provided by Kimber and they began to "smell a rat." They suspected that
Kimber had supplied them with "ringers" — specially assembled
examples — to test, rather than regular production pistols, such as
their officers would carry in the event that the pistol was adopted.
So, the Tacoma police went out to local firearms dealers and purchased
pistols "off the shelf" for further testing. To their astonishment,
these Kimber .45s performed just as well as the pistols originally
supplied by the company which were erroneously suspected to be
Today, in addition to LAPD, Tacoma PD and USSOCOM, first responders
across America use the Kimber .45, as evidenced by the fact that SWAT
teams in the following cities issue the pistol to their members:
Seminole TX PD
Petersburg AK PD
Raton NM PD
Ault CO PD
Kerville TX PD
Lake County MT Sheriff
Loveland CO PD
Mentor OH PD
Umatilla WA PD
Whitman City Sheriff
Grey GA PD
Bremfield OH PD
Traditional design meets space age manufacturing
How did Kimber, a company that had never manufactured a pistol before
the 1990s, bring about the renaissance of the 1911 .45? By marrying
John Browning’s proven century-old, robust and reliable design with a
high-tech, state of the art manufacturing process.
Because Kimber was relatively new to the manufacture of the 1911 model,
they were literally able to start from scratch with a brand new
factory—called by some the most modern, fully computerized gun factory
The first priority was CAD/CAM (Computer Assisted Design/Computer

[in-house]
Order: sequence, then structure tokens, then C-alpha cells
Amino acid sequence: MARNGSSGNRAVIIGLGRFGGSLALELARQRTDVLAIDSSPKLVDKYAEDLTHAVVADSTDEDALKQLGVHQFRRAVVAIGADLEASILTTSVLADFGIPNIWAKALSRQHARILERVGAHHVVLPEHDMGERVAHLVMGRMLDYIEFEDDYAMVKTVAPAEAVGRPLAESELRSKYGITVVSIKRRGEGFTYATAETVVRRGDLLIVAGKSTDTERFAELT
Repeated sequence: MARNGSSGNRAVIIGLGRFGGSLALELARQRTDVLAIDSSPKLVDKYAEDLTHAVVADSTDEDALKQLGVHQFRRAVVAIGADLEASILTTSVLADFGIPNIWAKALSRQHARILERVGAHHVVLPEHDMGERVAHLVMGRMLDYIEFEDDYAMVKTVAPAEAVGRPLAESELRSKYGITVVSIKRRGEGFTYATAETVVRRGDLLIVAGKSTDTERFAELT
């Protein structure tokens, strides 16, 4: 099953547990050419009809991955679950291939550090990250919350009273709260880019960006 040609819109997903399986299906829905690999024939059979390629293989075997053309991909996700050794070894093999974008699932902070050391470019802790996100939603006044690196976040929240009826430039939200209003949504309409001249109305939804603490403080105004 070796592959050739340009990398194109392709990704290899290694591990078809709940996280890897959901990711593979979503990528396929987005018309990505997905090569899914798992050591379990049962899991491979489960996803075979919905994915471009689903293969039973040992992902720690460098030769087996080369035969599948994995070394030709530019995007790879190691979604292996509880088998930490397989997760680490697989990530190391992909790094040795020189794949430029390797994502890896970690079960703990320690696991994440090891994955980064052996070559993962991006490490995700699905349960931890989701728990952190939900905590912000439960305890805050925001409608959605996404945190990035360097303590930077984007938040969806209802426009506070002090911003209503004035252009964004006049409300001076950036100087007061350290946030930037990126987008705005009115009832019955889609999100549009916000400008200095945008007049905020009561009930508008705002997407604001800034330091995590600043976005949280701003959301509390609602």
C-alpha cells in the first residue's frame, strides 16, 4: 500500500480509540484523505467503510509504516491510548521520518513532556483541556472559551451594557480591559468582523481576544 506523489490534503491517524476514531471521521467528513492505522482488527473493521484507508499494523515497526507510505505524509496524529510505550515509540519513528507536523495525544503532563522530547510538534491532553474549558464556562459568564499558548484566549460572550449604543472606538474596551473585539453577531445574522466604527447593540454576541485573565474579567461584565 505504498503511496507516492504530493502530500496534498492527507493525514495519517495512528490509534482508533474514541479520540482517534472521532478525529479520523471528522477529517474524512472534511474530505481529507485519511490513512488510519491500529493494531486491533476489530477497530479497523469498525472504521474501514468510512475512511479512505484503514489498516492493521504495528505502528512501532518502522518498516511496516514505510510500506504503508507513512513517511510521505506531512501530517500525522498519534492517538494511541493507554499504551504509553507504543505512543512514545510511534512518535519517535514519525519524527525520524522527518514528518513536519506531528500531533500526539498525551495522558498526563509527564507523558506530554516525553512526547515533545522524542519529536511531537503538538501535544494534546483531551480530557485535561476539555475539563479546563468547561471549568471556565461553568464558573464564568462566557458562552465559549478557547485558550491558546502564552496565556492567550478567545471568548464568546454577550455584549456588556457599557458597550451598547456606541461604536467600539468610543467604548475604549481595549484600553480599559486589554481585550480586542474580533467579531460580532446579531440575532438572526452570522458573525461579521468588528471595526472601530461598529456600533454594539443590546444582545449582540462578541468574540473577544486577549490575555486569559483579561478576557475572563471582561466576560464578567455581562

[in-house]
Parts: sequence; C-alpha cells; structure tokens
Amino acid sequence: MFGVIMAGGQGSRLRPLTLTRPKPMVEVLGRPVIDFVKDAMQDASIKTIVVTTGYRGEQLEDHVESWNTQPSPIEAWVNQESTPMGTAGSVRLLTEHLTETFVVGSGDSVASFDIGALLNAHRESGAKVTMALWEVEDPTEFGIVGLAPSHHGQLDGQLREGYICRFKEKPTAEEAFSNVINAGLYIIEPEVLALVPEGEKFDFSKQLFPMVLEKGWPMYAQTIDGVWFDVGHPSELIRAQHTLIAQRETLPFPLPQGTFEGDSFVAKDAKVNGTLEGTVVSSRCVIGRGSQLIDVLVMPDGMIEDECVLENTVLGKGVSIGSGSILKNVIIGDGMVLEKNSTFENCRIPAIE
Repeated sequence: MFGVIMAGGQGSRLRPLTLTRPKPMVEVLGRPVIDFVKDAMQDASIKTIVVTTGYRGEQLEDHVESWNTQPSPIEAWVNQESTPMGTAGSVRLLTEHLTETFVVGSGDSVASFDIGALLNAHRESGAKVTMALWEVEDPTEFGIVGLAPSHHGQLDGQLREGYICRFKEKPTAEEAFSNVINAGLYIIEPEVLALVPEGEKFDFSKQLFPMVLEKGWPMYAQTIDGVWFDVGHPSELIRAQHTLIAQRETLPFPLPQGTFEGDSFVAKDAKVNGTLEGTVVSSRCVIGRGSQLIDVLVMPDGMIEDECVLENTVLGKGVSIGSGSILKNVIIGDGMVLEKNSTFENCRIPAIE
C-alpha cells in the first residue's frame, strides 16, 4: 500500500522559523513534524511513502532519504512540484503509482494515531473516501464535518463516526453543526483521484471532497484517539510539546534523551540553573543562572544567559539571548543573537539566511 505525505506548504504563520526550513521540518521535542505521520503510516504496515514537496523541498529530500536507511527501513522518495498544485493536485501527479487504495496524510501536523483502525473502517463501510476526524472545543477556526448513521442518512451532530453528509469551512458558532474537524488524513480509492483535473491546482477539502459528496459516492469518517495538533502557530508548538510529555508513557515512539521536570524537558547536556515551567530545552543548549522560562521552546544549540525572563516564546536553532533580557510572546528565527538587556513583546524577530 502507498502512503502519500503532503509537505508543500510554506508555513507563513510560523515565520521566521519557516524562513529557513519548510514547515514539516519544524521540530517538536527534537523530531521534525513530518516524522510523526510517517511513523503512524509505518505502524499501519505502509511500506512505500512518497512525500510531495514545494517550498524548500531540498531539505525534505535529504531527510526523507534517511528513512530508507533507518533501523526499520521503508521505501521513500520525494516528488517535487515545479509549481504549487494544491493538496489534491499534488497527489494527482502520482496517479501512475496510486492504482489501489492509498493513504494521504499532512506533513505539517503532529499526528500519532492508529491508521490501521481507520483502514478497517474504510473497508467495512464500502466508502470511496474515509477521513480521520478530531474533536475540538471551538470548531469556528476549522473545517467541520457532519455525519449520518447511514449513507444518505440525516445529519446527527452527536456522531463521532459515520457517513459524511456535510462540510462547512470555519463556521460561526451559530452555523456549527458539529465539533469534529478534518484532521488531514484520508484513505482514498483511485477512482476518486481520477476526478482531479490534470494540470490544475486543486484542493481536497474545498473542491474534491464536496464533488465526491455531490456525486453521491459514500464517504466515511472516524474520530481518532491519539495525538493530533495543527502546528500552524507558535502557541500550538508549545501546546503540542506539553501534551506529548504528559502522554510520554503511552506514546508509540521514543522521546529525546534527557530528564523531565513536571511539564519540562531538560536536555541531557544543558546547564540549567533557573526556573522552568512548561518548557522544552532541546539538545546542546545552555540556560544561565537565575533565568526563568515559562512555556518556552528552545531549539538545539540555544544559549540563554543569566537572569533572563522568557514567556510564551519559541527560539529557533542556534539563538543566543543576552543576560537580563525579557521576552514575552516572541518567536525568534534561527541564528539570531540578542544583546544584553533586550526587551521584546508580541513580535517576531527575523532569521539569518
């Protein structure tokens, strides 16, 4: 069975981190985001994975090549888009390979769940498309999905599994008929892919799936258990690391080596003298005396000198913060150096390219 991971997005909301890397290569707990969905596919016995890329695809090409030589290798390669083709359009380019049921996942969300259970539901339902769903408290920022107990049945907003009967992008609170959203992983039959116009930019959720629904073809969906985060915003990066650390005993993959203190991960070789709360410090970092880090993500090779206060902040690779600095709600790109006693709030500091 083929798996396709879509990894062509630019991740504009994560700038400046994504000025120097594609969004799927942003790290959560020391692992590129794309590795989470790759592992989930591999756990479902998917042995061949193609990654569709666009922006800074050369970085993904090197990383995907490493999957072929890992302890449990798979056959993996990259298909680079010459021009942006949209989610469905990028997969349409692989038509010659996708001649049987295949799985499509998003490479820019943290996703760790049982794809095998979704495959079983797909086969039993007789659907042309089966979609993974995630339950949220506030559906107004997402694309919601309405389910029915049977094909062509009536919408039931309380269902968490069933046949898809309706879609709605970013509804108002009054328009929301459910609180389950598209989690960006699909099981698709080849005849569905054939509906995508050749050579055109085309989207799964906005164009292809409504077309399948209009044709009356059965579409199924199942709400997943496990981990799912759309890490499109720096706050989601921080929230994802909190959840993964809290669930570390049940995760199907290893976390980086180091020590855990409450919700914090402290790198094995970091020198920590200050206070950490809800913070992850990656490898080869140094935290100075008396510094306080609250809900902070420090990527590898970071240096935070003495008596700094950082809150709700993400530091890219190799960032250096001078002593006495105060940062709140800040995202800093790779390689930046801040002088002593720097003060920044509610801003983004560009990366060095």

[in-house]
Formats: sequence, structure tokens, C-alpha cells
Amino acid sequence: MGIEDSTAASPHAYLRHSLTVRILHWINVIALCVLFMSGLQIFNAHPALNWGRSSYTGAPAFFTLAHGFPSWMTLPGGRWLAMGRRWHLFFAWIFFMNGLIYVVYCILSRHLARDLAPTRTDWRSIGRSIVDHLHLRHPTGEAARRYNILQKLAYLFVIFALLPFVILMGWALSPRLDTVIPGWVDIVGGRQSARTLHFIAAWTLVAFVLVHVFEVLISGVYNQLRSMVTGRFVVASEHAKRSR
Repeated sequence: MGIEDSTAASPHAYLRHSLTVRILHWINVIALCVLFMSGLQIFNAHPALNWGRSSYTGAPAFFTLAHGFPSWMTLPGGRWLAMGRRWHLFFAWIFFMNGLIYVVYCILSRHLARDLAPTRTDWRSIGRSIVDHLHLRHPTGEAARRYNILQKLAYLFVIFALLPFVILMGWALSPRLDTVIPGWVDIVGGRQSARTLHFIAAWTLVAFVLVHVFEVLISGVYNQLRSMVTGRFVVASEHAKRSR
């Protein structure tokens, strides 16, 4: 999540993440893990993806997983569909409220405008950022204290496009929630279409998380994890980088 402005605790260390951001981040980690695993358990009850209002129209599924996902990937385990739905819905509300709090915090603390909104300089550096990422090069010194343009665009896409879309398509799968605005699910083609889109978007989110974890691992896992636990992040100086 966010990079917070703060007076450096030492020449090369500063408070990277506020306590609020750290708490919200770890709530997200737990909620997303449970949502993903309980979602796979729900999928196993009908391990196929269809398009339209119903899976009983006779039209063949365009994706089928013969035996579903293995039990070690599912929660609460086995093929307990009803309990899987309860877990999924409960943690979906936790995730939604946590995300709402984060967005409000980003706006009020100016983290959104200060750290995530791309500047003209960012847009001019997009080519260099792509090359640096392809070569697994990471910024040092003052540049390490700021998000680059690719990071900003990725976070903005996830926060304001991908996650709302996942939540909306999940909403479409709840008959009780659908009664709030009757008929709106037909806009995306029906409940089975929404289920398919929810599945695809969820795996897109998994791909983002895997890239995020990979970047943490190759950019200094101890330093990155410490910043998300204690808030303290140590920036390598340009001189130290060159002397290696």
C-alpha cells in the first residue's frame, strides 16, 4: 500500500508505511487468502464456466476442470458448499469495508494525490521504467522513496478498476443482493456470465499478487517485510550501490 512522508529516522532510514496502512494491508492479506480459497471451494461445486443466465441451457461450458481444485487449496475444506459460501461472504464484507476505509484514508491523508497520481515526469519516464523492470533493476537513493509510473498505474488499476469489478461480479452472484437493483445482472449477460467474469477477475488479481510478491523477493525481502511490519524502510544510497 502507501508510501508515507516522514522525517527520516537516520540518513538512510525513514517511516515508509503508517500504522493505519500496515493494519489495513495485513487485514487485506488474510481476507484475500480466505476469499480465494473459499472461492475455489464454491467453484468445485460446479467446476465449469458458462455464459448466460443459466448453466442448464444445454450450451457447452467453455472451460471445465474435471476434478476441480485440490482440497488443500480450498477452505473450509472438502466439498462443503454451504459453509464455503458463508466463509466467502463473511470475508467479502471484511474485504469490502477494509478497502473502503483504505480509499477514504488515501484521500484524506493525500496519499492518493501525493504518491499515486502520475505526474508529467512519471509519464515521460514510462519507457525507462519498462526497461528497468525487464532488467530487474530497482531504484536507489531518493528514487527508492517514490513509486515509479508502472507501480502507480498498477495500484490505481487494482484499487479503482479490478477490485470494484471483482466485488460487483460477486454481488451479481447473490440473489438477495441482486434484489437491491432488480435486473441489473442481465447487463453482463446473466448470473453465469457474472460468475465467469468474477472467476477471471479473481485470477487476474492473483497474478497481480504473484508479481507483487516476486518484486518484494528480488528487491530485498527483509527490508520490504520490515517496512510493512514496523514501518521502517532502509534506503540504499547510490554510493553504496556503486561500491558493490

Assisted Manufacturing). Before making a single pistol, Kimber invested
$1 million in a CAD/CAM system that had never been employed in the
manufacture of a 1911 .45 automatic before. By using CAD/CAM, the
Kimber’s tolerances are up to 3 times as tight as traditionally
While the dimensions of every part is important, the two most critical
dimensions and fits on a 1911 are:
These fits largely determine the reliability and accuracy of the
pistol. The better the fit and the tighter the dimensions, the better
the reliability and accuracy. It is in these two aspects that the
modern manufacturing process at Kimber produces superior results. The
result is a century-old design with accuracy and dependability equal or
better to even the most recent pistol designs.
In the interests of full disclosure, I think it is only proper to
inform the reader that I am not without bias when it comes to .45
automatics. I have been a .45 owner/enthusiast since my military days
when my father gave me my first .45—a Colt Government Model-- as a gift
for my 21st birthday. Over the past 20 years, I have owned and shot
competitively (but not very!) .45s from Colt and Springfield Armory.
However, upon my introduction to Kimber in 2001, I am a devoted Kimber
shooter exclusively. I own three Kimber .45s and their performance
straight out of the box is superior to other .45s that I own that have
been heavily customized at the cost of hundreds of dollars in
aftermarket parts and pistolsmithing. Almost immediately the Kimber
made me a better shooter.
I attribute this to the consistency of their manufacturing process and
the high quality of each of the components. I imagine these are the
same attributes that made our military and law enforcement heroes
select the Kimber .45 as well.
Christopher Holton is the Editor of www.WorldTechTribune.com and serves on the World Tribune Board of Advisers. He has been writing about national security, defense issues and economics for more than a dozen years. He is a full-time direct response marketing consultant and lives in New Orleans with his wife and five children. He can be reached at firstname.lastname@example.org.